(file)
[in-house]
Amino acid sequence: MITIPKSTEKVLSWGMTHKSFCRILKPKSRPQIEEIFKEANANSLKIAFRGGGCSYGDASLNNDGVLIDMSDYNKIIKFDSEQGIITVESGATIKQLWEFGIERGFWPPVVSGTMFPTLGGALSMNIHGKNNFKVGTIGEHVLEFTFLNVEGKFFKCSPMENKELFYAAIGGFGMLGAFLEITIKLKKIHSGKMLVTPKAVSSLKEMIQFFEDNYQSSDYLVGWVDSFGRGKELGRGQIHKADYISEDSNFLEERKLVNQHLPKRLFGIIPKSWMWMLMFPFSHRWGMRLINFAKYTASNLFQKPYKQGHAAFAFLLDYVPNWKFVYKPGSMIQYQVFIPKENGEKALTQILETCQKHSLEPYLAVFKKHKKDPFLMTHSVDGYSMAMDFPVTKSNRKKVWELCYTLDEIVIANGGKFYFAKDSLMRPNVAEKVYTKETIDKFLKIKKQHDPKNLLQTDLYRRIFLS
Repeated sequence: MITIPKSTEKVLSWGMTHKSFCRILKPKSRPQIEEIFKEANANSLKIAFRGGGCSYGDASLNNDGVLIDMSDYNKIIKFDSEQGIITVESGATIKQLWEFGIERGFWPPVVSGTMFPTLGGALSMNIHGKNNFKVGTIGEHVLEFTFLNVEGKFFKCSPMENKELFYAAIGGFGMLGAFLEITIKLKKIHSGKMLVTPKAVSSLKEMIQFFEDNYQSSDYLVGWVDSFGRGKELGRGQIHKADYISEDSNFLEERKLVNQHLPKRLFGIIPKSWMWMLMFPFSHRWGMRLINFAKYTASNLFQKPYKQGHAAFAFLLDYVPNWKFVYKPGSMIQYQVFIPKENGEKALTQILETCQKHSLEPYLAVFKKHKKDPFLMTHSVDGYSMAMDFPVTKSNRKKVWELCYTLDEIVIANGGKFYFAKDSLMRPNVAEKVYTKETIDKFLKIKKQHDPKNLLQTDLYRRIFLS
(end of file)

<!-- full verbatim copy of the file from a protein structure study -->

[in-house]
Amino acid sequence: MITIPKSTEKVLSWGMTHKSFCRILKPKSRPQIEEIFKEANANSLKIAFRGGGCSYGDASLNNDGVLIDMSDYNKIIKFDSEQGIITVESGATIKQLWEFGIERGFWPPVVSGTMFPTLGGALSMNIHGKNNFKVGTIGEHVLEFTFLNVEGKFFKCSPMENKELFYAAIGGFGMLGAFLEITIKLKKIHSGKMLVTPKAVSSLKEMIQFFEDNYQSSDYLVGWVDSFGRGKELGRGQIHKADYISEDSNFLEERKLVNQHLPKRLFGIIPKSWMWMLMFPFSHRWGMRLINFAKYTASNLFQKPYKQGHAAFAFLLDYVPNWKFVYKPGSMIQYQVFIPKENGEKALTQILETCQKHSLEPYLAVFKKHKKDPFLMTHSVDGYSMAMDFPVTKSNRKKVWELCYTLDEIVIANGGKFYFAKDSLMRPNVAEKVYTKETIDKFLKIKKQHDPKNLLQTDLYRRIFLS
Repeated sequence: MITIPKSTEKVLSWGMTHKSFCRILKPKSRPQIEEIFKEANANSLKIAFRGGGCSYGDASLNNDGVLIDMSDYNKIIKFDSEQGIITVESGATIKQLWEFGIERGFWPPVVSGTMFPTLGGALSMNIHGKNNFKVGTIGEHVLEFTFLNVEGKFFKCSPMENKELFYAAIGGFGMLGAFLEITIKLKKIHSGKMLVTPKAVSSLKEMIQFFEDNYQSSDYLVGWVDSFGRGKELGRGQIHKADYISEDSNFLEERKLVNQHLPKRLFGIIPKSWMWMLMFPFSHRWGMRLINFAKYTASNLFQKPYKQGHAAFAFLLDYVPNWKFVYKPGSMIQYQVFIPKENGEKALTQILETCQKHSLEPYLAVFKKHKKDPFLMTHSVDGYSMAMDFPVTKSNRKKVWELCYTLDEIVIANGGKFYFAKDSLMRPNVAEKVYTKETIDKFLKIKKQHDPKNLLQTDLYRRIFLS